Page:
National Geographic : 1943 Aug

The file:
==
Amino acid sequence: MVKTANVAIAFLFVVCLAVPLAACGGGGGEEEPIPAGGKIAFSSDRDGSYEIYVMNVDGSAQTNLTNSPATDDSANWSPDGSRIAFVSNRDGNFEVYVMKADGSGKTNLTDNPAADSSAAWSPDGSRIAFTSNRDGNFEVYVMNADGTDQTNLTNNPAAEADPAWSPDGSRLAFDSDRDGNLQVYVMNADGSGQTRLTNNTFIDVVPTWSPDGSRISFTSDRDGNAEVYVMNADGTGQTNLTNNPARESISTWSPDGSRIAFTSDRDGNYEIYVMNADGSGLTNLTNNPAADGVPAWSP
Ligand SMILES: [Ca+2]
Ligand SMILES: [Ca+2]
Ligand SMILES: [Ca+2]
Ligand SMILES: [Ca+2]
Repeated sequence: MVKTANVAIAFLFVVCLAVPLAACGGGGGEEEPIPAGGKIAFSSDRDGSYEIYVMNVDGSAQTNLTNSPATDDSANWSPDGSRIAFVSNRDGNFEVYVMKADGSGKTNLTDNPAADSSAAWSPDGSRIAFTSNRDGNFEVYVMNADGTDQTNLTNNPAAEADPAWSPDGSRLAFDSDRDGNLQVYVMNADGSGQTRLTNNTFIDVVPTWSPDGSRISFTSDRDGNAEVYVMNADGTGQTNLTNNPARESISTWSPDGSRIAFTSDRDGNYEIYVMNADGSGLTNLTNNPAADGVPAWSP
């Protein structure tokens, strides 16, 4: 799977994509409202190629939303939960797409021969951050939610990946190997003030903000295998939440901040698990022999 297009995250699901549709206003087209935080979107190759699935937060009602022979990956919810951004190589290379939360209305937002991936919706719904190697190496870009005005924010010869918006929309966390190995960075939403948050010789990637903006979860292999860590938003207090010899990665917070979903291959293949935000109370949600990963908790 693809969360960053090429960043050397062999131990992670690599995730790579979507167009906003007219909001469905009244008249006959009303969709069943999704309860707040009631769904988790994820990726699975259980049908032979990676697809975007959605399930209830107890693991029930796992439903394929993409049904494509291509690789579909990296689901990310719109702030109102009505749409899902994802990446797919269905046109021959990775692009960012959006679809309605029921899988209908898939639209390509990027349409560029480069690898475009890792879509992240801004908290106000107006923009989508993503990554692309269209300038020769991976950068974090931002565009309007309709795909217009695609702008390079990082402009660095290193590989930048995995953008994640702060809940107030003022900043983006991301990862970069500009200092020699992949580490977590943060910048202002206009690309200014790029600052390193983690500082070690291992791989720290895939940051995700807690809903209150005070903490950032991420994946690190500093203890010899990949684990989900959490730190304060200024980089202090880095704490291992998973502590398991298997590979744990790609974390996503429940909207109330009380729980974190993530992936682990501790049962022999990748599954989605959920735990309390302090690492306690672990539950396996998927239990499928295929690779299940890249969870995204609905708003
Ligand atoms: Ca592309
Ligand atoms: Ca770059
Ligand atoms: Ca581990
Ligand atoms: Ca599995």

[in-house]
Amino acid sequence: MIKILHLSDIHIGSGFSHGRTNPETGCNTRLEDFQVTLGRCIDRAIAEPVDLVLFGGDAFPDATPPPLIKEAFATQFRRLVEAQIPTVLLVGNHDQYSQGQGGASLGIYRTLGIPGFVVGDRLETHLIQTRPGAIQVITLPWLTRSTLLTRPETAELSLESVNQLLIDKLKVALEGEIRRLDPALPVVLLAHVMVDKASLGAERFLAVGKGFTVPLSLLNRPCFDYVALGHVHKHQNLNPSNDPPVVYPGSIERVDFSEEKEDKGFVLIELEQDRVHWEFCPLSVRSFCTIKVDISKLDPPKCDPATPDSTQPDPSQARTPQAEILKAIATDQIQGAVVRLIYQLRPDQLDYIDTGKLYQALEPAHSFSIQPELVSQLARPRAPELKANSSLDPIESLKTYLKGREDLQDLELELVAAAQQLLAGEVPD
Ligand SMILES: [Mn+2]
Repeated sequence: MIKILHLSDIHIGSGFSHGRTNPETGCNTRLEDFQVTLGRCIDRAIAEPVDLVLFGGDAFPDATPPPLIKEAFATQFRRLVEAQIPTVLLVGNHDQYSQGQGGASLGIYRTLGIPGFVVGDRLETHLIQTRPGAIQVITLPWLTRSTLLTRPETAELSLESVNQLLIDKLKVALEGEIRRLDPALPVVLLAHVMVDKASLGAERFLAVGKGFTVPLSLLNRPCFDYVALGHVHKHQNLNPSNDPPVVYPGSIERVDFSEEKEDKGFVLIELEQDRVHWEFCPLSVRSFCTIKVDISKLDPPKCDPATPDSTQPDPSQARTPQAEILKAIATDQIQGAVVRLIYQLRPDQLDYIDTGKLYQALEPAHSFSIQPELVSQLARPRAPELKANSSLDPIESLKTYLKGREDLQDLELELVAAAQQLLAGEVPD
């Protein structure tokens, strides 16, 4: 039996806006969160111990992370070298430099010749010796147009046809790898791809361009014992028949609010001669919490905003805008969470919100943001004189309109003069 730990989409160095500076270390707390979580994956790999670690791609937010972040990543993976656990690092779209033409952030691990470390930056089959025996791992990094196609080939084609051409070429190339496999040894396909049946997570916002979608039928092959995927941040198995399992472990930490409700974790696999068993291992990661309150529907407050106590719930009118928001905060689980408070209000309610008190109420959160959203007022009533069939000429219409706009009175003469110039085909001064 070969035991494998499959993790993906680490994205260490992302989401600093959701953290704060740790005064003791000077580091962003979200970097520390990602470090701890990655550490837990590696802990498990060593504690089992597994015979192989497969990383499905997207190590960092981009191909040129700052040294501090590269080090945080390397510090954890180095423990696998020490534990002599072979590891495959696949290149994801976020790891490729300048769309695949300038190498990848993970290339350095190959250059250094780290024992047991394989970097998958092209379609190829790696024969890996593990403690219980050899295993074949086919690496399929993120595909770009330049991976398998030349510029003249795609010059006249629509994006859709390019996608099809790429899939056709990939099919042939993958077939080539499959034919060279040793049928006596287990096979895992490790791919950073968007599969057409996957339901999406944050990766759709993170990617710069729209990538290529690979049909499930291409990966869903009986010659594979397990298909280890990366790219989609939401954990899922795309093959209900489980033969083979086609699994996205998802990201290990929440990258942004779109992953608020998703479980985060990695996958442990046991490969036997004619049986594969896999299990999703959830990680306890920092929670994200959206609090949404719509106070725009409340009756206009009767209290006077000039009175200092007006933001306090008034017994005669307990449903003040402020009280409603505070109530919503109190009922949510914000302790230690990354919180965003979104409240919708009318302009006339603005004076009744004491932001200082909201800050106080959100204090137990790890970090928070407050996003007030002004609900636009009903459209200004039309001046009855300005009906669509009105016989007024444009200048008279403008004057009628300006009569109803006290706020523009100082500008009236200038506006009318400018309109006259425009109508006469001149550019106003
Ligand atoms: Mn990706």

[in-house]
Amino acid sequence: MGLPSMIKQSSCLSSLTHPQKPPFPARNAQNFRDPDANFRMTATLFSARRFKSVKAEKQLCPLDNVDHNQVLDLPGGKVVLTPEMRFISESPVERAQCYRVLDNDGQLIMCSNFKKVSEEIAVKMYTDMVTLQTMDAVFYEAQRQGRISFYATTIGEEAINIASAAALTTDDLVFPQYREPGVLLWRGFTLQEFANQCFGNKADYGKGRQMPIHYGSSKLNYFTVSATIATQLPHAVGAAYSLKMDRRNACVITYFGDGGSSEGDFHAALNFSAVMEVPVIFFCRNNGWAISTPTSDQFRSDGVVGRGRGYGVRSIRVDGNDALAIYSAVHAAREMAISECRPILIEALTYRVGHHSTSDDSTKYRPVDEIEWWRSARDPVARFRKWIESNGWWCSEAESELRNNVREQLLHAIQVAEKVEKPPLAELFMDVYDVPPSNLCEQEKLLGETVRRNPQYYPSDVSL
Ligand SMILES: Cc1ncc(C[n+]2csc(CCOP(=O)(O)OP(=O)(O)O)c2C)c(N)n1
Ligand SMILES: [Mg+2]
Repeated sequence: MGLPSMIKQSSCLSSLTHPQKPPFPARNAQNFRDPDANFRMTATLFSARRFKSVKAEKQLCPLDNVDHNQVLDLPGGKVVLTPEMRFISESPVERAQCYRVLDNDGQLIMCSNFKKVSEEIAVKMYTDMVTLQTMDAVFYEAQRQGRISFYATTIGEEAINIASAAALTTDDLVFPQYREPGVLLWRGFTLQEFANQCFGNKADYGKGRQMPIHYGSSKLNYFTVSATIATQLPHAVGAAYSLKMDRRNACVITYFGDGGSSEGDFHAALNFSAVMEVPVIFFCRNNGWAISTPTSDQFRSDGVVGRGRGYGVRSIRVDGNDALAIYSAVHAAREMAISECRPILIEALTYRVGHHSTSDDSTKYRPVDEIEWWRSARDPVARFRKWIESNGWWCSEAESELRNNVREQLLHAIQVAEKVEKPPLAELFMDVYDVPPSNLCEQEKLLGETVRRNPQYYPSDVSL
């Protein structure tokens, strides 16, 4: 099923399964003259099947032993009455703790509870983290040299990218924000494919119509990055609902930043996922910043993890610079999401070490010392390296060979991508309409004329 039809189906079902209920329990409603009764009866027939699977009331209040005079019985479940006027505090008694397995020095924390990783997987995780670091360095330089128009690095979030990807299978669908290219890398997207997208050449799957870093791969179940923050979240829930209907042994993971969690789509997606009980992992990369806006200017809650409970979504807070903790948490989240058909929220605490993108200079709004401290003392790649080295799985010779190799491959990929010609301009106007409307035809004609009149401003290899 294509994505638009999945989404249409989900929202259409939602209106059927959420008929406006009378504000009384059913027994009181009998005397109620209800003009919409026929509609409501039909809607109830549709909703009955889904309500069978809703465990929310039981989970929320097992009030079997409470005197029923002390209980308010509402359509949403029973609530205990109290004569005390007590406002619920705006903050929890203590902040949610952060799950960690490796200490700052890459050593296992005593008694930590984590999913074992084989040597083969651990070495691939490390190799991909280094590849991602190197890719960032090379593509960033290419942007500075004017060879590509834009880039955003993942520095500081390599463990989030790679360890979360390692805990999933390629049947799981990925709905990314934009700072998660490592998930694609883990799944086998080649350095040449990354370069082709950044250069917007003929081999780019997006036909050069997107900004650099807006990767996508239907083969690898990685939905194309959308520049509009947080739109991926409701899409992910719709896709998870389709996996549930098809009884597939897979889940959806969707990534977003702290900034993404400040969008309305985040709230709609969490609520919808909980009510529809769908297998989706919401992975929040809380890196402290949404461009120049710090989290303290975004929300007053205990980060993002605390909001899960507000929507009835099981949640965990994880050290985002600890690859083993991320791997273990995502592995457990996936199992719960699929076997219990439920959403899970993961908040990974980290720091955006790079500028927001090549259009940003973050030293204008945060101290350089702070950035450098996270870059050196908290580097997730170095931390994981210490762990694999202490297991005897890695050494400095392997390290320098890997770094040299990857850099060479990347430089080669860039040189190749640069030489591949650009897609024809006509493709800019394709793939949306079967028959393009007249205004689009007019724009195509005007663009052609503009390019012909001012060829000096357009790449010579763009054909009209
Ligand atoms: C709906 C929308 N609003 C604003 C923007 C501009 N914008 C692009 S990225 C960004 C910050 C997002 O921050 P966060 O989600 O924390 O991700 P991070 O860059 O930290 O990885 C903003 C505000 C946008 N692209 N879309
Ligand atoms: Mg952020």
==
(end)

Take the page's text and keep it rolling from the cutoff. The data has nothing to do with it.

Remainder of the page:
Capturing Giant Turtles in the Caribbean BY DAVID D. DUNCAN* Wi th Illustrations from Photographsby the Author « IG FELLOWS, aren't they?" I began, speaking to a heavy-set -stranger smoking on the wharf at Key West, Florida. Slowly he removed his pipe. "Chickens," he replied, without taking his eyes from the churning water below. "You think those are fairly sizable turtles down there?" he chuckled. I admitted I did. "Well, in the deep-sea turtle trade we call those young'uns 'chickens.' Don't get to be turtles until they weigh over a hundred and twenty-five pounds. Why, they're just babies. Come on over to the next kraal and see the really big ones" (page 186). One look and I was convinced. There, leisurely swimming through the enclosed waters, were the largest turtles I had ever seen. Turtles That Are Turtles "Four feet across and weighing up to four hundred pounds, sometimes even more," was his answer to my question. "Vegetarians, feed on eelgrass, catch 'em off Nicaragua, use nets to . . . say, my name's Ebanks, Capt. Allie Ebanks, master of the schooner Adams that brings 'em in. Come on down to the vessel. I'll show you the whole outfit." Luck was with me, for here was a man who could tell me the full story of the little-known turtle fleet. It was the theme of his own life. Little did I realize while hastening down the water front that this was the opening of a great adventure. "These are what we catch 'em in-all hand woven by my crew," continued Captain Allie, as he unfolded a heavy net upon the deck. "Y' know," said the friendly skipper as my tour of inspection ended, "y've seen the turtles, tested our nets, met my crew, and walked the deck of the finest schooner in the islands. Why don't you come with us when we sail tomorrow? See the whole thing for yourself." "Nothing could be better," I replied. "But don't for a minute think it'll be an easy voyage," he cautioned. "We'll be sailing into dangerous waters, the sea'll try to spit us out, and the wind'll hurl us back. The food's the same seven days a week, and we won't be back for two months. But, so far as I know, the story has never been told, and you'll be the first writing person to sail with us to the Mosquito Coast. Do you want to go?" "When do we sail?" I shouted, then rowed the little tender nearly out of the water in my haste to get ashore. Cameras and clothes collected, I reboarded the Adams. We sailed around Cuba, touched briefly at the men's home port in the Cayman Islands, and then anchored alongside the fleet, nestling in the lee of Mosquito Cays. Here, 30 miles off the northeastern shore of Nicaragua, we had reached the headquarters for turtling operations on the east coast of Central America. On this tiny, palm-crested island, scarcely more than a mangrove swamp, crews find one of the few sources of fresh water within easy reach of the turtling grounds. While seamen from other schooners came aboard to help refill our water tanks, letters from home and news from the States were ex changed for information about the latest ac tivities on the reefs. As I quietly listened, I learned much about the fishermen, their fami lies, and the turtles. Cayman islanders are British subjects, hard bodied but soft-spoken, seldom at home yet devoted to their families. They combine several schooners, a handful of men, and the lore derived from generations in the pursuit of the king of the Mosquito Coast. From grandfather, to father, to son, only the men and their vessels change. After 150 years the method of fishing remains much the same, and turtles, seemingly, are just as numerous. Even in the days of the Conquistadores, the green turtles were prized for the savory steaks and broths which stimulated jaded tastes of the Spanish warriors. According to legend, lost buccaneers were sometimes guided through the night by following the explosive breathing of the broad-backed leviathans, swimming in quest of sandy beaches on which to lay their eggs. Today the search for turtles has slackened, for many Cayman schooners and seamen are helping the British Navy. Grass to Suit Mr. Turtle's Taste Home port of the trim schooners of the turtle fleet is Georgetown, Grand Cayman, British West Indies. Though wandering yachtsmen have come to Cayman from far corners of the world, the story of the fertile islands, incomparable beaches, and hospitable * The author now is a second lieutenant, U. S. Marine Corps Reserve, on duty in the Pacific.